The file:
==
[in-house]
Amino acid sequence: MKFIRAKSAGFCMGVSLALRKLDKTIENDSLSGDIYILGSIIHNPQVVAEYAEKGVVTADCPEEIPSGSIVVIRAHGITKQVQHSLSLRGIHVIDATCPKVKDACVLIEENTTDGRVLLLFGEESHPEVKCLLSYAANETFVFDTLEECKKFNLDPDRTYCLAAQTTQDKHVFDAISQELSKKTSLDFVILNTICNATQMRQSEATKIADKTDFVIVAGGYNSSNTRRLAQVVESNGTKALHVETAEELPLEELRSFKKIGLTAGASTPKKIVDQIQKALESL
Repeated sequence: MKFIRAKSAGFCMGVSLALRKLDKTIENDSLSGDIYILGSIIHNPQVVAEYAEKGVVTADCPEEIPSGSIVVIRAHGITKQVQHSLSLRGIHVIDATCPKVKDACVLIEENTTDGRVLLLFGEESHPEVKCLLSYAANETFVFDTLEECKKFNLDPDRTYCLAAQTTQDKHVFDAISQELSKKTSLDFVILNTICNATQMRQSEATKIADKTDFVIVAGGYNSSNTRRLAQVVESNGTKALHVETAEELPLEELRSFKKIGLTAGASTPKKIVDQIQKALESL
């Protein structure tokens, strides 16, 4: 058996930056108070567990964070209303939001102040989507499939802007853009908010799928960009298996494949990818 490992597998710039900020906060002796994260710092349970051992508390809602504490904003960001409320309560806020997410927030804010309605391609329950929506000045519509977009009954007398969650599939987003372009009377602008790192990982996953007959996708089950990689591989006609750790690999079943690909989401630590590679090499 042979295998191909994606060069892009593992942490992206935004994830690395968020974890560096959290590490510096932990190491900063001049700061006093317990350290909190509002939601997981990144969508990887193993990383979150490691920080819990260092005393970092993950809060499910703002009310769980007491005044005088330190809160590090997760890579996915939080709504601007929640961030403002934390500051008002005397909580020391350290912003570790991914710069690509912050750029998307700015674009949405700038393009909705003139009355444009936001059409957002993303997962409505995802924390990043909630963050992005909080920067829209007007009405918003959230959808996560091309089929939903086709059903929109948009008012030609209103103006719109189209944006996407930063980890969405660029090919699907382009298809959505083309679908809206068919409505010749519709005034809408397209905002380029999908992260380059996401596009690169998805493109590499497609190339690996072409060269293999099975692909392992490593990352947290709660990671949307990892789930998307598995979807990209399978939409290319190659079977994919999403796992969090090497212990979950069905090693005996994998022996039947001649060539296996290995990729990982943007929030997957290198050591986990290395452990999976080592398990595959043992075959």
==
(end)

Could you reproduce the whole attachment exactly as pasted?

[in-house]
Amino acid sequence: MKFIRAKSAGFCMGVSLALRKLDKTIENDSLSGDIYILGSIIHNPQVVAEYAEKGVVTADCPEEIPSGSIVVIRAHGITKQVQHSLSLRGIHVIDATCPKVKDACVLIEENTTDGRVLLLFGEESHPEVKCLLSYAANETFVFDTLEECKKFNLDPDRTYCLAAQTTQDKHVFDAISQELSKKTSLDFVILNTICNATQMRQSEATKIADKTDFVIVAGGYNSSNTRRLAQVVESNGTKALHVETAEELPLEELRSFKKIGLTAGASTPKKIVDQIQKALESL
Repeated sequence: MKFIRAKSAGFCMGVSLALRKLDKTIENDSLSGDIYILGSIIHNPQVVAEYAEKGVVTADCPEEIPSGSIVVIRAHGITKQVQHSLSLRGIHVIDATCPKVKDACVLIEENTTDGRVLLLFGEESHPEVKCLLSYAANETFVFDTLEECKKFNLDPDRTYCLAAQTTQDKHVFDAISQELSKKTSLDFVILNTICNATQMRQSEATKIADKTDFVIVAGGYNSSNTRRLAQVVESNGTKALHVETAEELPLEELRSFKKIGLTAGASTPKKIVDQIQKALESL
């Protein structure tokens, strides 16, 4: 058996930056108070567990964070209303939001102040989507499939802007853009908010799928960009298996494949990818 490992597998710039900020906060002796994260710092349970051992508390809602504490904003960001409320309560806020997410927030804010309605391609329950929506000045519509977009009954007398969650599939987003372009009377602008790192990982996953007959996708089950990689591989006609750790690999079943690909989401630590590679090499 042979295998191909994606060069892009593992942490992206935004994830690395968020974890560096959290590490510096932990190491900063001049700061006093317990350290909190509002939601997981990144969508990887193993990383979150490691920080819990260092005393970092993950809060499910703002009310769980007491005044005088330190809160590090997760890579996915939080709504601007929640961030403002934390500051008002005397909580020391350290912003570790991914710069690509912050750029998307700015674009949405700038393009909705003139009355444009936001059409957002993303997962409505995802924390990043909630963050992005909080920067829209007007009405918003959230959808996560091309089929939903086709059903929109948009008012030609209103103006719109189209944006996407930063980890969405660029090919699907382009298809959505083309679908809206068919409505010749519709005034809408397209905002380029999908992260380059996401596009690169998805493109590499497609190339690996072409060269293999099975692909392992490593990352947290709660990671949307990892789930998307598995979807990209399978939409290319190659079977994919999403796992969090090497212990979950069905090693005996994998022996039947001649060539296996290995990729990982943007929030997957290198050591986990290395452990999976080592398990595959043992075959």